By Sarah McAnulty (@SarahMackAttack), a doctoral candidate in the Nyholm lab (Department of Molecular and Cell Biology, University of Connecticut)
The first thing everyone tells me when they hear about my work is, “Your squid are so cute!” and guys. They’re right. I mean look at them:
It doesn’t get much more adorable than that, and I’m the first to admit it. But their cute-factor isn’t what gets me jazzed about the Hawaiian bobtail squid.What excites me is what these little squid have going on under the hood. Let me back up for a second and tell you why we study these squid in the first place.
Hawaiian bobtail squid are nocturnal predators on the reef, but much like many other squid, they are effectively swimming protein bars that bigger fish can’t wait to get their jaws on. Being in this position, many cephalopods have become extremely effective at hiding. Many of you may have already seen this video of octopus, but it’s a great demonstration of how well these animals do at hiding from the gaze of predators.
Octopus and cuttlefish have both become world class camouflagers, and Hawaiian bobtail squid have too, but instead of using color changing skin cells (chromatophores) to hide, the squid has developed a symbiosis with a bioluminescent bacterium called Vibrio fischeri. The squid keep these bacteria in a specialized “light organ” on their underside and are able to control the amount of light that escapes from the organ to match the moonlight coming from above.
Here’s a video of a closely related species of bacteria, Photobacterium leiognathi:
When squid first hatch, they need to find this bioluminescent bacterium swimming in the seawater. They’re extremely efficient at finding their partner, but what’s even more extraordinary to me, is that their immune cells can tell the difference between V. fischeri and other types of bacteria. This is totally nuts because compared to the human immune system, the squid immune system isn’t super complicated. In fact as far as we know, squid don’t have any kind of adaptive immunity or immunological memory at all. What we’ve noticed studying these immune cells (called hemocytes) is that not only do they treat V. fischeri differently, but the V. fischeri needs to be present in the light organ in order to maintain this tolerant hemocyte behavior. Previous work used antibiotics to remove V. fischeri from the squid, and after the treatment, squid immune cells no longer tolerated V. fischeri. So it seems that the bacterium is communicating, “Don’t eat me!”, to the immune system constantly.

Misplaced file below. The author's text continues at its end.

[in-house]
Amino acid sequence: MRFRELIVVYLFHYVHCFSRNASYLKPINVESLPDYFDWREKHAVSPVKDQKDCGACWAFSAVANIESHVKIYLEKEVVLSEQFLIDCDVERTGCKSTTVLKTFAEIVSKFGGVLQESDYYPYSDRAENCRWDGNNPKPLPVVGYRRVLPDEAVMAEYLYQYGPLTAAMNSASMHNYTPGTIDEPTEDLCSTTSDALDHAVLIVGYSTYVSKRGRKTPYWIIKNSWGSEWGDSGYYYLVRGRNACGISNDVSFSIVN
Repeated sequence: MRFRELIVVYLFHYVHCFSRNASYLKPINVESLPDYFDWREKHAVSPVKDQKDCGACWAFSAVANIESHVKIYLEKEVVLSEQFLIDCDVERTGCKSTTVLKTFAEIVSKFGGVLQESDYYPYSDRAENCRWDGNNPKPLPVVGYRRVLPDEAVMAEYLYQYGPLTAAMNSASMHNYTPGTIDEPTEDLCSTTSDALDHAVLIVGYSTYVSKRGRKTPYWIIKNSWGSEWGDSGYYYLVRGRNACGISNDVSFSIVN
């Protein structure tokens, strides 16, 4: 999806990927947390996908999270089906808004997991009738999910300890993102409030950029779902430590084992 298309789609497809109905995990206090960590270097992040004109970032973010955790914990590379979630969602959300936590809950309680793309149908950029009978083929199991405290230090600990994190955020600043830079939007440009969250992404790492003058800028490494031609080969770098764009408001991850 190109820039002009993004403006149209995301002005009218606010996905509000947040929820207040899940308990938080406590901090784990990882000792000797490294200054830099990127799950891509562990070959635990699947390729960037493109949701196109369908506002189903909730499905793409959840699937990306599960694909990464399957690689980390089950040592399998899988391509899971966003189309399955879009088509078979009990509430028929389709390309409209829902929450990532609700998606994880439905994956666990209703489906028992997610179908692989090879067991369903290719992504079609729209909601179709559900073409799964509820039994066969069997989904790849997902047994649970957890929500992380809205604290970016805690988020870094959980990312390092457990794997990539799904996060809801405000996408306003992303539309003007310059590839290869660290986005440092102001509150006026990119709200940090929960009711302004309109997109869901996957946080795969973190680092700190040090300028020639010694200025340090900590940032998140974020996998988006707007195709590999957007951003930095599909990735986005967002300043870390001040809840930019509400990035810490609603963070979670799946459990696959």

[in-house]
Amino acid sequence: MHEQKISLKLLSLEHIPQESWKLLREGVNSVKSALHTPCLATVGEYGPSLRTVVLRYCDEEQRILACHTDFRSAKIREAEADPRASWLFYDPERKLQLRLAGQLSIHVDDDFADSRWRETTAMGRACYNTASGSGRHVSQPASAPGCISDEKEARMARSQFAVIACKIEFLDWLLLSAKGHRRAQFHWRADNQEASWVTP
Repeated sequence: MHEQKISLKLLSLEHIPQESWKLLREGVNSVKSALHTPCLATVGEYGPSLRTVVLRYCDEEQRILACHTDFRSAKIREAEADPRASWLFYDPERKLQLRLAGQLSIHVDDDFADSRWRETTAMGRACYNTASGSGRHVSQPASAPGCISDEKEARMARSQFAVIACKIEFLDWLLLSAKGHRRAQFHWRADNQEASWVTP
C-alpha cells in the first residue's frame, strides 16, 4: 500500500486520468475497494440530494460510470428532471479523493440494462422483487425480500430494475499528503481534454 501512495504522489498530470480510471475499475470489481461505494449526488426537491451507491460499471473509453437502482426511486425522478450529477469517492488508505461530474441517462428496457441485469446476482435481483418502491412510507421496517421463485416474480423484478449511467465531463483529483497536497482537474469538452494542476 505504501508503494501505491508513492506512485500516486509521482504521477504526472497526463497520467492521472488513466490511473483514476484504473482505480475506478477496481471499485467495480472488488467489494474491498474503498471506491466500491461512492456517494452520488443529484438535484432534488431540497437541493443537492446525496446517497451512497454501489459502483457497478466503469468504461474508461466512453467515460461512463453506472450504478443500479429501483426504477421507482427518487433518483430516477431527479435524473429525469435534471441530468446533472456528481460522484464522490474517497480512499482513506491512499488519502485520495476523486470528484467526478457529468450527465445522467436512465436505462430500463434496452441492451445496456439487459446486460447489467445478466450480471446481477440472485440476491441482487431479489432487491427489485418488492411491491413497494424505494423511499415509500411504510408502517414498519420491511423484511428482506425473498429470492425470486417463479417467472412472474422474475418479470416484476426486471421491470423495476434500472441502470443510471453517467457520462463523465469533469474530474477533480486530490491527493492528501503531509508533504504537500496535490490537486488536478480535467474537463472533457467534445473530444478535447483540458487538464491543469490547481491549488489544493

The goal of my work is to understand how V. fischeri communicates with hemocytes to identify itself, and what hemocytes change about themselves and their behavior to accommodate for living in a symbiosis with V. fischeri. I’m exploring this by watching immune cells and how they interact with bacteria when I either raise squid with or without Vibrio fischeri. I’ve also compared how they treat various mutants of V. fischeri in an attempt to figure out what it is on the surface of V. fischeri or released from V. fischeri that’s the identifying factor. To do this, I bleed squid and then isolate the hemocytes from their blood (don’t worry, they survive the quick blood draw and are totally anesthetized when I draw blood from them).